The best part of the audiobook was the performance of the cast. I enjoy single author readings as well, but the full cast in this story brought a real feeling to the story.
My least favorite was that the story was a little hokey. It is not bad, and many parts (the coming to America sections read by the Author) were quite enjoyable. Overall I would recommend the book to anyone that likes any of the numerous genres that the book reaches into.
The story was fine and I think the other reviews cover well what people like about the book.
I have not, but the performances in this book are fantastic.
It inspired me to try anouther full cast production book.
American Gods is somewhat of a legendary book and its easy to see why. It's an epic tale of a man who ends up in the middle of a war between old Gods (ie the Norse Gods and the Indian Gods) and the New Gods ( ie the Gods of techology and television). I have seen quite a few authors list Neil Gaiman as an influence..If you read Jim Butcher and Kevin Hearne its easy to imagine them as fans of this book.
The main character is really likable and I became attached to many of the complementary characters. The story is good and thought provoking. It meanders a little in some places, but this is the unabridged version. The performance is top-notch.
This is a good book and I think most people will enjoy it.
Not everyone is a fan of Gaiman. I know after I read Stardust I would have put myself in the “Gaiman is overhyped” category. I just wasn’t a huge fan; it seemed jumbled and awkward. However, in 2012 I kept seeing Anansi Boys and American Gods pop up on recommendation lists. I decided to give Anansi Boys a try since it was shorter. That’s when I discovered that Gaiman is one of those authors I need to hear to appreciate. To me, Gaiman is a storyteller. Maybe some people would say that all authors are storytellers by definition, but to me one does not equate to the other. I feel like this review could get derailed by a philosophical discussion on storytelling vs. writing, so suffice it to say this will be some kind of Writer Wednesday post in the near future.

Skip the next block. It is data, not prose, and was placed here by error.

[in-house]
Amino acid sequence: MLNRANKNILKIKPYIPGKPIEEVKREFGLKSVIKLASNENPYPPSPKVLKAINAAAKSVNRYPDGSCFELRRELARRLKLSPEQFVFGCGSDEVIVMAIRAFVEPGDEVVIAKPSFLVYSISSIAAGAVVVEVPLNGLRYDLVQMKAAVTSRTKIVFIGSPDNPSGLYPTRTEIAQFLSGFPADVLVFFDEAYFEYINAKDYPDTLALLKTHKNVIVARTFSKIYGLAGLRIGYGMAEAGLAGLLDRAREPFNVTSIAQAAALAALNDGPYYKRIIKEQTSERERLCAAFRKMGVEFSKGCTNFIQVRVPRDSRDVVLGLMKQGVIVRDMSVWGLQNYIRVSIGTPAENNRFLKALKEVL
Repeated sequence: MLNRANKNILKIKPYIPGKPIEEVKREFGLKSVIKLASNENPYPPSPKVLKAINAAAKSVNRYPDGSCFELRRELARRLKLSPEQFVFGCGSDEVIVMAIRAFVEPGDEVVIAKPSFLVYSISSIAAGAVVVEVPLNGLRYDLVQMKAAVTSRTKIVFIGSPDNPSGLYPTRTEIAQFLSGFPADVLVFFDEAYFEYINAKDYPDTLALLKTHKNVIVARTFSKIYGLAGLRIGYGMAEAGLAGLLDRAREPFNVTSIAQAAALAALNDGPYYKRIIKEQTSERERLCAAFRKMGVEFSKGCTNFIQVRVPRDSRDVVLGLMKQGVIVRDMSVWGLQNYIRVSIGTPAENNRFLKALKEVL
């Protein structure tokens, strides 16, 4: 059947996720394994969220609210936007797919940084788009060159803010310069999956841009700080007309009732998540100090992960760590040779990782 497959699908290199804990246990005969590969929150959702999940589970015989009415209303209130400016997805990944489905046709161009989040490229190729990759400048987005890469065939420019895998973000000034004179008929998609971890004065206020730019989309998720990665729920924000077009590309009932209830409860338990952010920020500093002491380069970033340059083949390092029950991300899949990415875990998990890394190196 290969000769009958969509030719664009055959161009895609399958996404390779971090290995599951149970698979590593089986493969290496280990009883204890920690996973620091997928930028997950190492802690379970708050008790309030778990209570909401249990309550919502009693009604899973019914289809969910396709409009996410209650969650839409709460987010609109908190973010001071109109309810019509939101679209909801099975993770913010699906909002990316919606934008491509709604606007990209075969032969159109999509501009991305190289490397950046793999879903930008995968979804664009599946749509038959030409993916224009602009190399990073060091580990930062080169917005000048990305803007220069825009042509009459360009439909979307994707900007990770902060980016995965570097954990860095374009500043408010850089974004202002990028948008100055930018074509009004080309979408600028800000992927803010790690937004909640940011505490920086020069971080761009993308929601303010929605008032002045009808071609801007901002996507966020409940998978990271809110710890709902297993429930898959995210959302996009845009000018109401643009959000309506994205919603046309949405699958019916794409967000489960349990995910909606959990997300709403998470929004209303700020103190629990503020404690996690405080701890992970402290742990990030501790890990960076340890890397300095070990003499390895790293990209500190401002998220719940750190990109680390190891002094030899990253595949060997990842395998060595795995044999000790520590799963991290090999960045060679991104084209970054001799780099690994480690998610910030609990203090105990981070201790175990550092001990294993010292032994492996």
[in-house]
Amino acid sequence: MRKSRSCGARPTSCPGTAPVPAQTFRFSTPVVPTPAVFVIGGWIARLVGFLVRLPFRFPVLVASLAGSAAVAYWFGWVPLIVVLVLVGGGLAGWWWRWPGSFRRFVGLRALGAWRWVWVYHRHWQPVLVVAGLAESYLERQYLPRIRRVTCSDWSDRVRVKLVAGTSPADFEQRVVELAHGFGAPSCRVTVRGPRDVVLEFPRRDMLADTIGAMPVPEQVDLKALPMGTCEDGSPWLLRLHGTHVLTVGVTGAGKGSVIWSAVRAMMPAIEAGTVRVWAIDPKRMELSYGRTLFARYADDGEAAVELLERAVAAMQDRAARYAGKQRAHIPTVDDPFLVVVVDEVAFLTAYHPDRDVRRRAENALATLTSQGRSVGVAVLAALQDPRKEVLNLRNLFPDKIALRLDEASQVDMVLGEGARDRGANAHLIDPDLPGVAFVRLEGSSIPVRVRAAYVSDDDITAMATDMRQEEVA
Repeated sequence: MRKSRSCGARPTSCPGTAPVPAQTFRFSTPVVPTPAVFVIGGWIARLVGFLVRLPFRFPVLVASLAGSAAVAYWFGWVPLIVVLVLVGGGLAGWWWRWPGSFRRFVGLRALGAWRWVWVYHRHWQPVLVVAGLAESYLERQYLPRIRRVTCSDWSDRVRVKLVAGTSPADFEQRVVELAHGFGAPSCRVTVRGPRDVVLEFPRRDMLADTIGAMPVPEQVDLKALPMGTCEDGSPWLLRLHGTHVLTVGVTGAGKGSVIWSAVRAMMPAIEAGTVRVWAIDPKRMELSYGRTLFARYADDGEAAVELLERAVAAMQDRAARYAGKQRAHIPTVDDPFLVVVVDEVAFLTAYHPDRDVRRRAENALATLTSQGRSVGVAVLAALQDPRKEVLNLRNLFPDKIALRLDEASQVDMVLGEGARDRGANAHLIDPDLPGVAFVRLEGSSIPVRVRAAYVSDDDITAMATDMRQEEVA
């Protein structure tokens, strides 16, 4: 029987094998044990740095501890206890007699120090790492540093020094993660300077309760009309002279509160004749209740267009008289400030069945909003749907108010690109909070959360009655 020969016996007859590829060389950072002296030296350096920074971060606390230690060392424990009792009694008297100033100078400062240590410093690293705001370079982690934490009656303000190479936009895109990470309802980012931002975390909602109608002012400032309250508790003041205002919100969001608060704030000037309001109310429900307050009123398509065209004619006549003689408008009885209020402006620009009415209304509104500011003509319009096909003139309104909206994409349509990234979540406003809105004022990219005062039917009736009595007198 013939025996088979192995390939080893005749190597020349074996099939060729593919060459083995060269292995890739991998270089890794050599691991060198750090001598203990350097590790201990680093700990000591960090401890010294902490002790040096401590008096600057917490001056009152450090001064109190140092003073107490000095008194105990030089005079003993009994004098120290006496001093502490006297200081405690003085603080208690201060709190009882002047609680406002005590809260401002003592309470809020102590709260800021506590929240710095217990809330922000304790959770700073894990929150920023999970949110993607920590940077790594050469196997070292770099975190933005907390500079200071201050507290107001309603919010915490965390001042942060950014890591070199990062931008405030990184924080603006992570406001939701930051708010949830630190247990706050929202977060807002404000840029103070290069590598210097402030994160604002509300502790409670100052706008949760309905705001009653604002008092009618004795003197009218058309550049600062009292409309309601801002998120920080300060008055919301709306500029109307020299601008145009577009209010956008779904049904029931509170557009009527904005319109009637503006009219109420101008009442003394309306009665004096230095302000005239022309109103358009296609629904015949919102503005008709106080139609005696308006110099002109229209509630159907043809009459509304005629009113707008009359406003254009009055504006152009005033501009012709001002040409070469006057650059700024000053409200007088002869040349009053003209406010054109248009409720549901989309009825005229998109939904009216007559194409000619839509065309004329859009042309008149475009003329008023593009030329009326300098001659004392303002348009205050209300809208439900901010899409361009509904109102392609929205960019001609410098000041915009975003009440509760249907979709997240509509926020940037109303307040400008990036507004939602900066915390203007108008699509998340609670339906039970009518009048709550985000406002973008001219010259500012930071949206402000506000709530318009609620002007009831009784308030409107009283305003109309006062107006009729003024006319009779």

Anyway, American Gods. I thought it was really enjoyable. The full cast audio version really added value – at 20 hours, one narrator might be a little tedious for listening (for me at least). Having the variety made it a more dynamic listening experience, and it was easier to follow different strands and stay engaged. I’ve read a couple of reviews on Goodreads that voice some concerns about buying into the “stakes” of the plot or feeling a connection to the protagonist. I didn’t experience this while listening. In fact, I occasionally found myself feeling earnest for the next major development or a new character to emerge. I just kept wanting to be immersed in this world.
The author’s preface really sets the tone for some of the origin narratives throughout the novel. Gaiman notes that he set out to tell different kinds of stories, one of which was a “coming to America” thread. Frankly, these were some of my favorite parts of the book – how different groups (and thus, different gods) came to America ties in quite nicely with some Gaiman’s interwoven mythology.
The Bottom Line:
American Gods is a bold fictional exploration of mythology in America and what binds us.